Zorin Forum

Using the Terminal Emulator in Linux Distros

As people switch from Windows to Linux, one of the common comments is about the use of the Terminal Emulator in Linux.
I remember quite well that during my transition to Linux, I often asked if there was a "GUI" method available. The CLI was so unfamiliar, daunting and so... blank. A 'simple' text based interface seemed to lack buttons, drop down menus and options. With the terminal, I had no idea where to begin, what command to enter and it did not seem to guide me any, as a GUI with buttons and menus does.

Zorin OS is based on helping users to make the switch. In this, it seems very important to teach users how to learn the system rather than to try to Emulate Windows.
This is fundamental, as most users are attempting to find an alternative to Windows for a reason and wish to escape the 'Windowisms" that seizes control over their system.

The terminal is your portal to taking back control.


One thing a user can do is add spellcheck and word suggestions to the terminal to help alleviate any fear of typos and add some warmth. You can also add some custom appearance to the terminal, giving it a friendlier look:
I prefer to use the xfce4-terminal over gnome-terminal for this reason: It allows the Menubar and Toolbar to be active on the Terminal Window, adding quick access to your tools and options along with adding familiarity.


Work productivity is important. The terminal offers speed like no other, allowing the user to execute an action and move on to the next. With a GUI application, you are searching for the button, exploring the options and reading drop down menus. GUI apps are often very limited in what they can do whereas the terminal is a powerhouse of ability.
With two simple commands, I can fully update my system and clean all residual files.

sudo apt update && full-upgrade

sudo apt clean && autoremove

Try doing that with a GUI with that kind of simplicity and speed.


When you install a package using a GUI installer, the installer runs the same APT commands that you would in terminal, only with more limitations. So using an installer will not add any benefit to avoiding Dependency Issues.
What installers or Package Managers (Like Synaptic) can do is organize your options and present them all in a neat layout that can be followed.
The vast majority of the time, when using the terminal, you are issuing commands in the terminal while following a guide that outlines what these commands are. You do not need to have them all memorized; Indeed, Linus Torvalds does not have all the commands memorized. What matters is not rote memorization, but in using the direct control over the system to fully ensure a safe and well operating machine.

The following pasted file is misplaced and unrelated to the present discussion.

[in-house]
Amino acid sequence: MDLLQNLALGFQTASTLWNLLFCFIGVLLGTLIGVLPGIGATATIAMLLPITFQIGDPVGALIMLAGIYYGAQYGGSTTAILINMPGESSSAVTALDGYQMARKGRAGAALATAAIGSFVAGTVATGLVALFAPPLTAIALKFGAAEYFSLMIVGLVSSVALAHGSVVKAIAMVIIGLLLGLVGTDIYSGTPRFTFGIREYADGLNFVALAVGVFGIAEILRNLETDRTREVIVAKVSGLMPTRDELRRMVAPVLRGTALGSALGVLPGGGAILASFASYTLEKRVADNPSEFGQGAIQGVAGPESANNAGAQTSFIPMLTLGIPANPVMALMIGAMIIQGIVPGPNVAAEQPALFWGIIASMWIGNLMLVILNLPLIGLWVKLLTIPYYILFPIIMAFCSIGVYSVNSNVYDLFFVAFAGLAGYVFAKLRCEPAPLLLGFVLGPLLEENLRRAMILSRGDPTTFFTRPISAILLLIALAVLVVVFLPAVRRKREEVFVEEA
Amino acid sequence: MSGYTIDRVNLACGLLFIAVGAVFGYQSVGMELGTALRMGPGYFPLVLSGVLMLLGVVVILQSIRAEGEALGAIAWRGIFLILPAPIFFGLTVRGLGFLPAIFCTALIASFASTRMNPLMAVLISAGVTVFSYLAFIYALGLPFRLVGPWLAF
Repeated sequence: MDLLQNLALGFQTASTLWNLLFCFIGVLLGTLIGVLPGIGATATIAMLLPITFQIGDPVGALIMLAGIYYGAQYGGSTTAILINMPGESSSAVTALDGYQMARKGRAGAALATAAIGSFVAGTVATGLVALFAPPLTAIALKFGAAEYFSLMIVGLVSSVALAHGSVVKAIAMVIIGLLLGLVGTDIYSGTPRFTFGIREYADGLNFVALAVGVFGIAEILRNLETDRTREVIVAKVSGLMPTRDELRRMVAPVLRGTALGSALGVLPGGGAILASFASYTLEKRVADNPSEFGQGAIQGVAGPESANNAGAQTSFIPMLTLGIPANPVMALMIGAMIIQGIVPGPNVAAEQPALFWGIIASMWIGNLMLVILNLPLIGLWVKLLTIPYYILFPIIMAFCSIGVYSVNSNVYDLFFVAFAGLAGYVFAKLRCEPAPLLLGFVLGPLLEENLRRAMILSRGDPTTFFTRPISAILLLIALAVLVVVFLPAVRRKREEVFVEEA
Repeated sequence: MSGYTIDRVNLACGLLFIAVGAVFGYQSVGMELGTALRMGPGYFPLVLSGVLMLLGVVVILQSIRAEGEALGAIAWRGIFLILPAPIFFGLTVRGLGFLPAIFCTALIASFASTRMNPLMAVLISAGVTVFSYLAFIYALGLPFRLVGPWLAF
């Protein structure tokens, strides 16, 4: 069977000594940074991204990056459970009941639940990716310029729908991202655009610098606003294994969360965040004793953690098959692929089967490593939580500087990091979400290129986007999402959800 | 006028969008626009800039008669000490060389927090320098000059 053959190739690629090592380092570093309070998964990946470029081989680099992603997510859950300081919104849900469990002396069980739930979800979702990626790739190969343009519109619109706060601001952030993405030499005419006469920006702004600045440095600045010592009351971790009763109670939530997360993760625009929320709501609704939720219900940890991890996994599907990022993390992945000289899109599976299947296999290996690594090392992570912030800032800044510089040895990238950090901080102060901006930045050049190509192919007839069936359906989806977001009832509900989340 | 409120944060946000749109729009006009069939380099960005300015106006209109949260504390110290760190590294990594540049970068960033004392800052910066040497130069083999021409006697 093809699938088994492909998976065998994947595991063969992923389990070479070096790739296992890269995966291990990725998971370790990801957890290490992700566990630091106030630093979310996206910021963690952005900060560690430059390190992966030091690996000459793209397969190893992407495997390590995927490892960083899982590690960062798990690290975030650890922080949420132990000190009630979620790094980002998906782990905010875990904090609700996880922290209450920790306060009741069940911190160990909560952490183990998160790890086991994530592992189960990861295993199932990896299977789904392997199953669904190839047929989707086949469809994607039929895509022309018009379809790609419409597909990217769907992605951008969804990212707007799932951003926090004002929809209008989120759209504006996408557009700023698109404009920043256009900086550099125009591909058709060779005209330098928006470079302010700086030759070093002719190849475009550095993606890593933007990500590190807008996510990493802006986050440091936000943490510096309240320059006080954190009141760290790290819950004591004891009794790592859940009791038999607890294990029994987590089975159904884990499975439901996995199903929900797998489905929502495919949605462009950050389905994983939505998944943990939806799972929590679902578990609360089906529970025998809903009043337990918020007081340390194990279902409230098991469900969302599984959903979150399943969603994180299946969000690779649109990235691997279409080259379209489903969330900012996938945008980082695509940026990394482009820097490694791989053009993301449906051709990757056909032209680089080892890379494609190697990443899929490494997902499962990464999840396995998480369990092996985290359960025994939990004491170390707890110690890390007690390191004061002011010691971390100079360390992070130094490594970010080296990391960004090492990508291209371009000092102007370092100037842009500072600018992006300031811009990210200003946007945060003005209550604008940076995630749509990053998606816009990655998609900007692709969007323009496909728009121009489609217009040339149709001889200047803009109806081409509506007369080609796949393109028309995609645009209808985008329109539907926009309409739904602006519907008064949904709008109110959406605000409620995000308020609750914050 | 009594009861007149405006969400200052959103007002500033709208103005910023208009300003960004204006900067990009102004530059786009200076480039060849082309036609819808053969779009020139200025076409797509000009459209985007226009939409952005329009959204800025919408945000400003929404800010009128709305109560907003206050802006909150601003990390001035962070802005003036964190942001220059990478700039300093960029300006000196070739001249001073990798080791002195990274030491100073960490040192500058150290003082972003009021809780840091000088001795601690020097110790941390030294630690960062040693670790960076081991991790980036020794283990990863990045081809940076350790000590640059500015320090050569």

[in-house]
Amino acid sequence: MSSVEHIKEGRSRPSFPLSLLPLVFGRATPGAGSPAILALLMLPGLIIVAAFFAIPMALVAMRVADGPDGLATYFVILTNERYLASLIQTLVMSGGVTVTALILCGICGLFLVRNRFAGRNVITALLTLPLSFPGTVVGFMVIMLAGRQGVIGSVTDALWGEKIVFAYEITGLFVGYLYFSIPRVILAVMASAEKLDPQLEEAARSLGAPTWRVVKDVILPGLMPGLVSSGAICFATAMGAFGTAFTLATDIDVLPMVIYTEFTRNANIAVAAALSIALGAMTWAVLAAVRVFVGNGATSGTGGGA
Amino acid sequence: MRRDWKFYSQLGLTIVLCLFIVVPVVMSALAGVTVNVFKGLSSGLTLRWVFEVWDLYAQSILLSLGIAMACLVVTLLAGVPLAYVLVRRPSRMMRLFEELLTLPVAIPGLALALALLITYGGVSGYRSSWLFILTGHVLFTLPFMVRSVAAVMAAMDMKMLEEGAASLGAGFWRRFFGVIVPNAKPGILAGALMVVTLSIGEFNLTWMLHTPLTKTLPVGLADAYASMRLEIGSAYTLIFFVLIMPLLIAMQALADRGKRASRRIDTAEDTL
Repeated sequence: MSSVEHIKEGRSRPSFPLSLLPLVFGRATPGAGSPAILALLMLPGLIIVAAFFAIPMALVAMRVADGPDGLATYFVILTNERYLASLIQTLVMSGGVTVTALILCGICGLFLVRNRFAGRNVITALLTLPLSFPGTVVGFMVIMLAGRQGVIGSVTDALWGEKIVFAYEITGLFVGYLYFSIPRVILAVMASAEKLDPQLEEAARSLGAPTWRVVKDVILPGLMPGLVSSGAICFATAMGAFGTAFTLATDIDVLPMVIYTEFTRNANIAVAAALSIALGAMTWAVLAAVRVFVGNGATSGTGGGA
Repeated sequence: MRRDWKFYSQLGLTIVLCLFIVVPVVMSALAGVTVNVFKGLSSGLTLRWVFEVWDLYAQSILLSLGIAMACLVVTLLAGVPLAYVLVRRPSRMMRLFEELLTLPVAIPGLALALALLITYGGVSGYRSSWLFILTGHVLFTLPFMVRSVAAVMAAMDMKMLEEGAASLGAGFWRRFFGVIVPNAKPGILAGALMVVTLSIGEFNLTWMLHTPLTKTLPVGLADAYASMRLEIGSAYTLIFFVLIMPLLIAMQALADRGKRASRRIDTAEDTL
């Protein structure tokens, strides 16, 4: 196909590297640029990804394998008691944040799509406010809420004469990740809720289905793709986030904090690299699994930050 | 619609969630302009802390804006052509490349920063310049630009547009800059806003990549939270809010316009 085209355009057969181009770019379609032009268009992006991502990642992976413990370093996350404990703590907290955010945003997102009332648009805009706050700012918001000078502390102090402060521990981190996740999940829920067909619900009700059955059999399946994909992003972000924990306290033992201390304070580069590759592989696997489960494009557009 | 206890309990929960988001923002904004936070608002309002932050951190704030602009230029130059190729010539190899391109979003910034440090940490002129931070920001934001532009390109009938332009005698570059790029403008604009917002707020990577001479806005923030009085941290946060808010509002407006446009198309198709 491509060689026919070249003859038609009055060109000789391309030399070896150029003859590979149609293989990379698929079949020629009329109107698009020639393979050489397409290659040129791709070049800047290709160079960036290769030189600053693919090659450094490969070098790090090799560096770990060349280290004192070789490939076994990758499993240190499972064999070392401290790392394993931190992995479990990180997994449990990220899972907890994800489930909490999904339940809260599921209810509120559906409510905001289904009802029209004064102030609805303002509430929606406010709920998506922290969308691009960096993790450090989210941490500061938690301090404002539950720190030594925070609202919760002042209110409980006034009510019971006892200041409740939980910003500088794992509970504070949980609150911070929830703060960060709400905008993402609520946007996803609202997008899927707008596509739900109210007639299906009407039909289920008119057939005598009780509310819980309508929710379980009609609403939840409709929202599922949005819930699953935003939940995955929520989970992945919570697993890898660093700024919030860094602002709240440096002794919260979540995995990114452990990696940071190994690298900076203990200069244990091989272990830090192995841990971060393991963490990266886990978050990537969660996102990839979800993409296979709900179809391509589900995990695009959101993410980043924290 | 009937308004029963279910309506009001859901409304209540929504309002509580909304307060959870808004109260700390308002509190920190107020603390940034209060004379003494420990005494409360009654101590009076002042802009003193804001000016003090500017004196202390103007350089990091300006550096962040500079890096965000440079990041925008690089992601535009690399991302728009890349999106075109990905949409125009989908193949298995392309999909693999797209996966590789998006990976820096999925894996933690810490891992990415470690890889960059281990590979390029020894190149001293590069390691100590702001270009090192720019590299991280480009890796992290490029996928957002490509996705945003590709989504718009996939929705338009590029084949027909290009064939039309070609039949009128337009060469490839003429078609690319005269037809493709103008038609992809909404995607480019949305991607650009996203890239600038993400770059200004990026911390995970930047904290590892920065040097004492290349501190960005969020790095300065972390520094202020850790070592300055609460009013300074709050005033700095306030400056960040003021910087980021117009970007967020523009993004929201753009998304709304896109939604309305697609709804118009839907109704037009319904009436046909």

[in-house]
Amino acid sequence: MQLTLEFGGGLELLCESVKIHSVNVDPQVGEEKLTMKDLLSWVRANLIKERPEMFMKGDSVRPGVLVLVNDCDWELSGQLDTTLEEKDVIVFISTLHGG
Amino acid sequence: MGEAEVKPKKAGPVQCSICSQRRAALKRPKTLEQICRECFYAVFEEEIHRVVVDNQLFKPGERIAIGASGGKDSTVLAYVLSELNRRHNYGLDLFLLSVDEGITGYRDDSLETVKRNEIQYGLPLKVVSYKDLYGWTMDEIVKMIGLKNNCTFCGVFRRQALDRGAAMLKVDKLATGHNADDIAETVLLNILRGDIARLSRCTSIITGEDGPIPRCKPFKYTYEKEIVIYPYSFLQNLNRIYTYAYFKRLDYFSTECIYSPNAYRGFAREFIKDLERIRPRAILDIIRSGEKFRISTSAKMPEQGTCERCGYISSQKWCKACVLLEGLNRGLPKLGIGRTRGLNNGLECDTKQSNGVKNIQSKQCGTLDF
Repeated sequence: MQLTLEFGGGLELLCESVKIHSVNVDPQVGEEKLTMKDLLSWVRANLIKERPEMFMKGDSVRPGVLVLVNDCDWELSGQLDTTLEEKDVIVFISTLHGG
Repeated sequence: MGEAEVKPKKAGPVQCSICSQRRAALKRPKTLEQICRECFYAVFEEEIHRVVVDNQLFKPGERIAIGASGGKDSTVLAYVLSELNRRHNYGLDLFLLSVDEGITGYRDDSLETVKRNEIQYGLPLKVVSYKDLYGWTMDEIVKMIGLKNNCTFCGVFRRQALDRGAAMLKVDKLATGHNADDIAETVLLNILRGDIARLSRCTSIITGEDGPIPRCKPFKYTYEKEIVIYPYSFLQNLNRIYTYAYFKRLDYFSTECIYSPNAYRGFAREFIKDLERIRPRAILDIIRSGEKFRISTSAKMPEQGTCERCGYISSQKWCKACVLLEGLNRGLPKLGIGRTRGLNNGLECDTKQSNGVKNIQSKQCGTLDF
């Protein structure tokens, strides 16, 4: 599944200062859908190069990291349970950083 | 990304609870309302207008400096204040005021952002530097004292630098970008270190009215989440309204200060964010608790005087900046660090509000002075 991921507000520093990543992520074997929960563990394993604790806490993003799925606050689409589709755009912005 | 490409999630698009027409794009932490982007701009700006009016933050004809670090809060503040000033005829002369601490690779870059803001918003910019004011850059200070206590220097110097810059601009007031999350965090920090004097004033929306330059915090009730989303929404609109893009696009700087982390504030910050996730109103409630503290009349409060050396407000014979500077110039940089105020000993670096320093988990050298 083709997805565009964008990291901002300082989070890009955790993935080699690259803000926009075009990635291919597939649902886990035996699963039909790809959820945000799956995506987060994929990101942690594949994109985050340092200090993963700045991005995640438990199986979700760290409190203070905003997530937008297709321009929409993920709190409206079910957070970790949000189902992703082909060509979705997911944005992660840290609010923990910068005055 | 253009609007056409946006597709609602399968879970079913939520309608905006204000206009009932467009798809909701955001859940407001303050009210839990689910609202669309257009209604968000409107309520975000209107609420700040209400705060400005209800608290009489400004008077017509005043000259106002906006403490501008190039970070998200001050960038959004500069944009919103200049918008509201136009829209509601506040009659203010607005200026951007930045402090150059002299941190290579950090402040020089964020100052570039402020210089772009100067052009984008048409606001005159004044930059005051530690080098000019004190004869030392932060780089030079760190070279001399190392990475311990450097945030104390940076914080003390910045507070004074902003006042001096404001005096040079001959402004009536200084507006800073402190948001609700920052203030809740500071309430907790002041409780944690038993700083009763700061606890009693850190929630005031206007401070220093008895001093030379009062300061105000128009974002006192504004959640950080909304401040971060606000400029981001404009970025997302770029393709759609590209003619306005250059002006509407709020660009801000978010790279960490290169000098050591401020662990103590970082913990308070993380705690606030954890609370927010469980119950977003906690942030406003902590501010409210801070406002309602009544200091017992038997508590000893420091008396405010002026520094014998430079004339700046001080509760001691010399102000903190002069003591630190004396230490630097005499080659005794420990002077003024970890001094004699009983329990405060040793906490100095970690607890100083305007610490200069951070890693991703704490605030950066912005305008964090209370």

The terminal is the best friend you ever had on a computer; allowing direct access to all parts and advanced troubleshooting and diagnostics. The terminal provides the type of interface that MS Windows sought long and hard to deny us, making the users rely on shoddy tech support and incessant internet searches to no avail.
I would hope that this thread will become a user contributed resource that lists Common Commands and Terminal tricks. But in the meantime, for all users; Please use the resource that the entirety of the forum offers to ask when in doubt.


I find it useful to write down commands or series of commands in a simple notebook to refer to when needed for specific tasks. That is especially helpful for occasional housekeeping tasks and running CLI utilities e.g. Rkhunter etc. Maybe this thread can also become a "notebook" of useful commands.

The CLI is powerful, but should not be frightning to the user. I would reitterate what others have mentioned on the forum elsewhere. Read the screen output carefully before clicking "Y".
It is like reading the small print of T&C's. Just take time to make sure you understand what you are committing to doing and you will be alright.

As I have limited disk space. In addition to cleaning apt, I use the following commands (from my notebook) to
recover space taken by journal files:

check disk usage:

journalctl --disk -usage


journalctl -r

start new, archive old:

sudo journalctl --rotate

limit size to 100M and clean:

sudo journalctl --vacuum-size=100M

I hope I have written that correctly, or @Aravisian will correct me.


9 posts were split to a new topic: Using the terminal emulator in Linux distos comments and issues

Split to keep the informational nature of the topic clean. Please post more commands but reserve comments and issues for the sister thread.

Yes, there is an autocomplete addon for zsh which is mentioned in the thread for "Zorin spiffy terminal" linked above.

Opinions vary, as noted above, as to the effectiveness. :stuck_out_tongue:

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I never used it, I only have heard of it. I just now installed the autocomplete for zsh and... you gotta try this. Wow.